Black Petals Issue #77 Fall, 2016

Spider Line
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Mars-News, Views and Commentary
Archangel-Fiction by BP Editor, A. M. Stickel
Drop-Fiction by Michael Mulvihill
Essence of Andrew-Fiction by Roy Dorman
Lupine Savagery-Fiction by Michael Mulvihill
Smith's Emporium-Fiction by Tony Lukas
Spider Line-Fiction by Paul Strickland
Surviving Montezuma, Chapters 3 and 4-Continuing Fiction by Kenneth James Crist
The Apsara-Fiction by Jessie Johnson

Fiction by Paul Strickland

blackwidowspider.jpg

Spider Line

 

By Paul Strickland

 

Creepy crawlies

 

 

Members of the Glulamton Naturalists’ Club noted, after years of conducting Christmas bird counts, that a number of warmer-climate birds that usually flew south in the fall were now over-wintering in the area.

At first they were delighted, then puzzled, and, finally, concerned. Were these birds just taking a chance that long -40 spells would not return? Or did they instinctively know something? Was that something good, or bad?

One advantage of living in the sub-boreal North, with its bears on hiking trails and highway-crossing moose, had been not having to deal with poisonous spiders too. When some black widow spiders, usually associated with hotter dry climates, appeared in Glulamton homes in the mid-1990s, the response was that they’d likely traveled in grapes imported from California.

But Joe was troubled when he read in one nature magazine that the poisonous spiders had venom much more powerful than necessary to kill or subdue a large insect or small animal.

During Table Topics one night, Joe assured members of the Glulamton Toastmasters that no black widows lived in nature north of Wiccan Lake on Highway 97. It was too cold there in winter, and, in any case, the more moist sub-boreal forest wouldn’t accommodate them.  

        “So we’re safe here north of the Spider Line?” club member Reinhold Kohlke asked. Joe persuaded him that was the case.

 

In a couple of years, though, Joe was proved wrong. These arachnids advanced north of Wiccan Lake, past Coronel, to establish themselves north of Glulamton.

One warm summer evening Joe noticed the tiny black forelegs of some creature spinning a web under the baseboard heating unit near the door to his balcony. It soon made a brief appearance, and there was no mistaking it for anything but a black widow, given the characteristic red hourglass symbol.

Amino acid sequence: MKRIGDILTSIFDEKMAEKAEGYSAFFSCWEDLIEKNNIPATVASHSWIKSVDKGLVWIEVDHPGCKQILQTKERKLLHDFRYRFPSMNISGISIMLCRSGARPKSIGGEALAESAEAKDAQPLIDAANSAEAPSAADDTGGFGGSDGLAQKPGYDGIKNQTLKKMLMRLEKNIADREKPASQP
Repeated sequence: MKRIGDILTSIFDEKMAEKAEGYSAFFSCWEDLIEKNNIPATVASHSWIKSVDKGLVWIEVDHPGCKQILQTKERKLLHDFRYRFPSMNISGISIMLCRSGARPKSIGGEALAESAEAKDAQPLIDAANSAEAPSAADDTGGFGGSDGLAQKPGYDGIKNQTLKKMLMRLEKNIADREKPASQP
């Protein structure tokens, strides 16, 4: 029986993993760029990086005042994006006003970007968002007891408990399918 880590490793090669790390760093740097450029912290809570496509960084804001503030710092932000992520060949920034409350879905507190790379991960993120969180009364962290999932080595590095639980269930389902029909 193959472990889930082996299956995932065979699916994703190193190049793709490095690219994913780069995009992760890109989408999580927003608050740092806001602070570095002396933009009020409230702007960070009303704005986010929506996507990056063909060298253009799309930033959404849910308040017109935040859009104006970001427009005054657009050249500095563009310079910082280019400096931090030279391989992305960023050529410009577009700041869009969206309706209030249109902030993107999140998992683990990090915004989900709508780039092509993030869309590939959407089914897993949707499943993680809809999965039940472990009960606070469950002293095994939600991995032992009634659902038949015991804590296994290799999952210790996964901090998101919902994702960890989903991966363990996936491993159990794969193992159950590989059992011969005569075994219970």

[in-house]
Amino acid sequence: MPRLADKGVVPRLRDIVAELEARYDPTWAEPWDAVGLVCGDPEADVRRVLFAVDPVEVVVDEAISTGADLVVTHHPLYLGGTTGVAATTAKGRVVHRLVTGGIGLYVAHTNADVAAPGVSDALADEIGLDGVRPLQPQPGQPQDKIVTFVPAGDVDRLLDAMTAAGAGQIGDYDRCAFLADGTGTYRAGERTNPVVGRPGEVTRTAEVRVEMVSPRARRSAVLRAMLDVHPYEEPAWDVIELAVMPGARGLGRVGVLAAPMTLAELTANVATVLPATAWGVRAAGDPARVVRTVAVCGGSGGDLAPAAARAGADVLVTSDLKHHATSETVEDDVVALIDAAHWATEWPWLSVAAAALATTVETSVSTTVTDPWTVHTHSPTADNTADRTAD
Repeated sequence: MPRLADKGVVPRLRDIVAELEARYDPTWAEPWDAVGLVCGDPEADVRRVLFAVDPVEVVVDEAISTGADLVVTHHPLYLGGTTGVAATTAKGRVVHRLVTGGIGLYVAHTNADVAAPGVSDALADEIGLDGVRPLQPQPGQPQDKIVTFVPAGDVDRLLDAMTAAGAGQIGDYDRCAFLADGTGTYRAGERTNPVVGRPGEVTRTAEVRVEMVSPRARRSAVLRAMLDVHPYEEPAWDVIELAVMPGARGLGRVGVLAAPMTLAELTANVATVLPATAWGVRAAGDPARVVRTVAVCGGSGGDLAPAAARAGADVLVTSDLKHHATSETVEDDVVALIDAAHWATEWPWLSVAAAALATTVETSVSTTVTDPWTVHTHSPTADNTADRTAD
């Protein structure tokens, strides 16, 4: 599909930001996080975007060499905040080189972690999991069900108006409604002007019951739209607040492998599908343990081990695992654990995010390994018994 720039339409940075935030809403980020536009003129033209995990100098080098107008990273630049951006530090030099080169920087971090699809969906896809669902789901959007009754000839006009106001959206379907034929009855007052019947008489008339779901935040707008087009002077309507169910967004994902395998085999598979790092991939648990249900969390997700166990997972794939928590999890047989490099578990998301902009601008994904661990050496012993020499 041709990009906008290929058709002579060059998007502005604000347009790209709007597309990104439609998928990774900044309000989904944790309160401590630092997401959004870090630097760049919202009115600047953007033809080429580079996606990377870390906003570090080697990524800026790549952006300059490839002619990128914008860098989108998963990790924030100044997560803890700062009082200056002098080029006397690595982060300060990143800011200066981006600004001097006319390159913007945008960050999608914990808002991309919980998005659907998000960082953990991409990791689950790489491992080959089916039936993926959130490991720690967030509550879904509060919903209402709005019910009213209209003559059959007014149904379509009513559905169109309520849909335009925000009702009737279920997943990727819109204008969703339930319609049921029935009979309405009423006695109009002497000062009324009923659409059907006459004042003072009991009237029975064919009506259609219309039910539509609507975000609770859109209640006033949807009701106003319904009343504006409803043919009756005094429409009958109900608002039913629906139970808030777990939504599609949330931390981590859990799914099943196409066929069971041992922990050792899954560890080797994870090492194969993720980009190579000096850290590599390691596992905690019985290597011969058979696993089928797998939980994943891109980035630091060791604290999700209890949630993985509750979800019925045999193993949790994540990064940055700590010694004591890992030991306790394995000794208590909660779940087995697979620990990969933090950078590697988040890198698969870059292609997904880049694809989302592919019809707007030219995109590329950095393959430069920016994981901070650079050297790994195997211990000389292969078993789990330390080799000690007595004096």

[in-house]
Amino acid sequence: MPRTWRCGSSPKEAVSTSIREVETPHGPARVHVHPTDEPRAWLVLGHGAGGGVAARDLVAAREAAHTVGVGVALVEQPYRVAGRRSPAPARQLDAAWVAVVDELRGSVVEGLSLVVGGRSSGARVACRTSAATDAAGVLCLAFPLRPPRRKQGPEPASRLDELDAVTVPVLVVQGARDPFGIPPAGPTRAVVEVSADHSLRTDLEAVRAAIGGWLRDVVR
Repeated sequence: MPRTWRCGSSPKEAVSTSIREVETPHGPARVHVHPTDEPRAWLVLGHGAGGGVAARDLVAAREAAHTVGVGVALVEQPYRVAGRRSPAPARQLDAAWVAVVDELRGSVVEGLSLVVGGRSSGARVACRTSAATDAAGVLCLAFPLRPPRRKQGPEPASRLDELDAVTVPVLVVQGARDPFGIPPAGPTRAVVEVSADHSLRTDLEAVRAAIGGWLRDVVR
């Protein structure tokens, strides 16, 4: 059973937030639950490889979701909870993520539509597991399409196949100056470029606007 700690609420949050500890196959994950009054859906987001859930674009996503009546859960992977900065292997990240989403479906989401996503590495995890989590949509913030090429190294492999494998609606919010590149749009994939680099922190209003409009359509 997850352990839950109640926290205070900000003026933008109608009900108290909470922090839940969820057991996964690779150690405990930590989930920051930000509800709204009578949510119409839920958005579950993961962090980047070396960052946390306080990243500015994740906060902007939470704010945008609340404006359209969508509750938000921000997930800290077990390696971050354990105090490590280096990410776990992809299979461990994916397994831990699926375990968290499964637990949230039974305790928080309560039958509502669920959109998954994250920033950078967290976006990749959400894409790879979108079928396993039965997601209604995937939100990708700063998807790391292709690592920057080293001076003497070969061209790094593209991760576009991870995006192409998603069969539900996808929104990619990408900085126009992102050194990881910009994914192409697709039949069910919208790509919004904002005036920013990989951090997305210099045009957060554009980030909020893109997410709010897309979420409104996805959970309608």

Joe ran to find his old baseball bat to smash the intruder. But, smart and quick, it retreated into the metal inner workings of the baseboard heating unit. Next, Joe sprayed a cleaning compound on the area of the unit where he’d seen the spider. He had no confidence, however, that the ammonia-based spray had any effect in evicting his unwelcome guest.

He felt uneasy trying to sleep that night knowing the spider was in his suite somewhere, probably unharmed. He remembered from childhood his great aunt telling him she’d gotten up one morning to find a black widow at the foot of her bed.

I wish I hadn’t watched Arachnophobia in the 1990s, he thought. Why does ugly malice always win?

 

The End

 

 

Paul Strickland, pauldstrickland@gmail.com, of Prince George, BC, Canada, wrote BP #77’s “Spider Line” (+ BP #73’s “Cold Surprise”; BP #71’s “Lust” and “Washed Away”; BP #70’s “Stuck in the Past”; BP #69’s “Ghostly Good-Bye”; BP #68’s “Rocking-Chair Ride”; BP #65’s “The Latter-Day Knight”; and was featured in BP #56 with “Boxes” and the reprint of “No Free Lunch”). He is a senior freelance writer in Prince George, BC, who was a newspaper reporter for 32 years, 28 of them for Canadian dailies. Born in Los Angeles, Strickland lived in Reno, Nevada for 20 years before moving permanently to Canada in 1981 in connection with his journalistic career. He turned to freelance writing and creative work in the spring of ‘09, and has since published chapbooks of poetry, essays, stories, and columns.

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